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Are You Guilty of Distracted Dining?

Dr. Patricia Nan Anderson


Look around the next time you eat in a fast food restaurant: what are parents doing while their children eat? A new study published by the American Academy of Pediatrics found that most parents are on the phone.

Researchers watched 55 parents or caregivers and their children as they shared a fast food meal. A whopping 70% of adults (about 39 of them) used their phone – to talk, text, surf the web, check social media, or even watch videos – at least once.  One-third of them used the phone continuously while the children ate.

The children noticed, of course. The study found that kids acted up while their parents were focused on their phones more than they did when parents were focused on them. Parents whose children misbehaved over-reacted, according to researchers, instead of reacting more appropriately.

Naturally, this is a problem. Children who act out in public are a nuisance. Parents who are unreasonably harsh are less successful in guiding their children. But the problem is deeper. Parents who ignore their children during mealtimes are missing out on important learning opportunities for their kids.

Researcher Elaine Schulte notes, “Children really need that interaction and the best thing for developing minds is to build that relationship where the parent is looking at the child, where the child is looking at the parent, they’re engaging in conversation.” Children whose parents have withdrawn into their own, handheld world miss out on chances to talk and think. Conversation is an important vehicle for learning. Less conversation means less learning.

The problem may not be confined to fast food dining. The problem may be happening at other meals, maybe even at your house, during family dinner time. What can you do instead?

  1. Keep phones away from the table.  Put them in another room entirely. This goes for children’s phones and handhelds too.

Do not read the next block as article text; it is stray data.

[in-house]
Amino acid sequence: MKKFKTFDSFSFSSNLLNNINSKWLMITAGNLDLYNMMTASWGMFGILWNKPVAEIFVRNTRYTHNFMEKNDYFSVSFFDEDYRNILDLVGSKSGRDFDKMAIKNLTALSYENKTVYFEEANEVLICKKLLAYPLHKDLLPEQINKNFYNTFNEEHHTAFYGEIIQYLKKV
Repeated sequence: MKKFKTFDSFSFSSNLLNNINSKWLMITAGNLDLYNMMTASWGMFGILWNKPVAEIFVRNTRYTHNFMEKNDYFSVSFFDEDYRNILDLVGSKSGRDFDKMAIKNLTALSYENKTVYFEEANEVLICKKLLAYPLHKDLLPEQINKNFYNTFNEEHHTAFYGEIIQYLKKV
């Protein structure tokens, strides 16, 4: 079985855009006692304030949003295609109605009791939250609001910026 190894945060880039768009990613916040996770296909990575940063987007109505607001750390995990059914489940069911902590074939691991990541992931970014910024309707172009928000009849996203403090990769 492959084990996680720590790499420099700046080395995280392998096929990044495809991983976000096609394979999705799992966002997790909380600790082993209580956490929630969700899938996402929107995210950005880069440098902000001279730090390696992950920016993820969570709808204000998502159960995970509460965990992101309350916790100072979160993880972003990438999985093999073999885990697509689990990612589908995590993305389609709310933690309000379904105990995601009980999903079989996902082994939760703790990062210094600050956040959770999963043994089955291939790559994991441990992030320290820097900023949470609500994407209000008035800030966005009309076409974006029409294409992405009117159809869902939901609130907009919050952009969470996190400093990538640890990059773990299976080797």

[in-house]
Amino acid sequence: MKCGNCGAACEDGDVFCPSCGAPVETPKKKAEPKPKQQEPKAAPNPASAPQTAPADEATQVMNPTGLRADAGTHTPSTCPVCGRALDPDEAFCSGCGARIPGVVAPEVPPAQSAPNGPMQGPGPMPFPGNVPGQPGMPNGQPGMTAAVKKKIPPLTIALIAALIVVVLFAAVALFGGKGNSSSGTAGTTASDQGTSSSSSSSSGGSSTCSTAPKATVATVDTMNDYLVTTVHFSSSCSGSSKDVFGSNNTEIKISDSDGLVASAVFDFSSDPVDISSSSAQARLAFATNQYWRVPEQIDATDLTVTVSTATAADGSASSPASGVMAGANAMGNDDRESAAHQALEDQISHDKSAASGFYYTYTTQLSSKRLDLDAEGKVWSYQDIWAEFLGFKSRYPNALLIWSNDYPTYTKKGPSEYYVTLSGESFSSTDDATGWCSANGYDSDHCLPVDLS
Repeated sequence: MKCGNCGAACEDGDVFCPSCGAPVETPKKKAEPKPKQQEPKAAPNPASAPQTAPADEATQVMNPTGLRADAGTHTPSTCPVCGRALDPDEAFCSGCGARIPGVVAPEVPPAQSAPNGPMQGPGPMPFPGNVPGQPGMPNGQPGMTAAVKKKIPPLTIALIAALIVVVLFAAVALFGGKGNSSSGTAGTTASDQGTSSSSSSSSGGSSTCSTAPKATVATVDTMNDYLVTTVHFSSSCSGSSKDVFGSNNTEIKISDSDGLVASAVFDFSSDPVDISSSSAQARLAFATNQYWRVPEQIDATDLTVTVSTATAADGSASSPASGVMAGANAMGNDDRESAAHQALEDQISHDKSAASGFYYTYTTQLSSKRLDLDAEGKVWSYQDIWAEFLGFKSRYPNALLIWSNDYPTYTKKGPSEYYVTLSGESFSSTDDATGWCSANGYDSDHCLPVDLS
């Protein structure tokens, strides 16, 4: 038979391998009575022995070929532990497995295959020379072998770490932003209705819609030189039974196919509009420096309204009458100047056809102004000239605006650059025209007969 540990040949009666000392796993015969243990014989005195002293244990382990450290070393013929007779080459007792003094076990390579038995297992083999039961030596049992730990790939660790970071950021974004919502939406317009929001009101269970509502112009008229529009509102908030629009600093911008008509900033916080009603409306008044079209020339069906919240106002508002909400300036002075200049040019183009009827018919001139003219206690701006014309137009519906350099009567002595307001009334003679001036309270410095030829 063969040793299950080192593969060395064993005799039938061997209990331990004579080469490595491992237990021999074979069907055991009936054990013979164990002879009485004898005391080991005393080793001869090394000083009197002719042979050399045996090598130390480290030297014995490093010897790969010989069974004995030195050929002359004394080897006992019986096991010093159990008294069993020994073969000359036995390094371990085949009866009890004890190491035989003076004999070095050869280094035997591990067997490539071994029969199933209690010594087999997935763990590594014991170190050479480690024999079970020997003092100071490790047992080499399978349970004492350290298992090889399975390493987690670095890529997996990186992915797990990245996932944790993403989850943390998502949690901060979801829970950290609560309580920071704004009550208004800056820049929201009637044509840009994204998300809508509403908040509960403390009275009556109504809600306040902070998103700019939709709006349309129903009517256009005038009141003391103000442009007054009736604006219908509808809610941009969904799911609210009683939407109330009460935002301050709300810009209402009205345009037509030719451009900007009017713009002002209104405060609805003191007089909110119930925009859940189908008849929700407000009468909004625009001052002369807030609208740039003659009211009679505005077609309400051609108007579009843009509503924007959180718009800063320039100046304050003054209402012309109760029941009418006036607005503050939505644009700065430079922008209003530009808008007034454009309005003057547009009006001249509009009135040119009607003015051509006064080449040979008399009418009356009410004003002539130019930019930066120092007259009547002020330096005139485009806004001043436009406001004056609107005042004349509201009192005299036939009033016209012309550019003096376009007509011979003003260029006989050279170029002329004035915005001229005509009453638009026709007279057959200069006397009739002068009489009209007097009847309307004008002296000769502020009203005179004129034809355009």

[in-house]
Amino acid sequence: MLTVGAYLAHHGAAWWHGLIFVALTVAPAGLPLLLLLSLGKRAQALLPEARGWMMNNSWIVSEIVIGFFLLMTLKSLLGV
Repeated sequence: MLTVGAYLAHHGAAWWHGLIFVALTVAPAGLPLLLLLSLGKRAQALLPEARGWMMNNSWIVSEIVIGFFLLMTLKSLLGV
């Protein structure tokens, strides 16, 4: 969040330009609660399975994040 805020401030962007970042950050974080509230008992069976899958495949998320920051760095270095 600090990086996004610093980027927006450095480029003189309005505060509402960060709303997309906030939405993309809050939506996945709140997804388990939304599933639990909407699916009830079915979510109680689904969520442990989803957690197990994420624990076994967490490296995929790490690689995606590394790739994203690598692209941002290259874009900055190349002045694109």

2. Put phones – while they’re away from the table in another room –  on mute during mealtimes so you won’t be distracted by a beeping notification.
  3. Turn off the television too.
  4. Talk with your children about pleasant topics. Be prepared with neutral conversation starters, like “What was the funniest thing that happened today?” or “Where would you go if you could travel anywhere?” Get your children talking and talk with them.
  5. If no one talks with you, talk yourself. Answer your own question. If your family is unused to making conversation, it may take some time to get things rolling.

Don’t give up. If you’re used to consulting your phone frequently, not consulting it will seem odd and uncomfortable. Stick with this, though. Make a new habit to replace the old one.

Make the habit of talking with your kids.


© 2014, Patricia Nan Anderson. All rights reserved. This material may not be published, broadcast, rewritten, or redistributed. Ask for Dr. Anderson’s new book, Parenting: A Field Guide, at your favorite bookstore.

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Dr. Patricia Nan Anderson

Dr. Patricia Anderson is a nationally acclaimed educational psychologist and the author of “Parenting: A Field Guide.” Dr. Anderson is on the Early Childhood faculty at Walden University and she is a Contributing Editor for Advantage4Parents.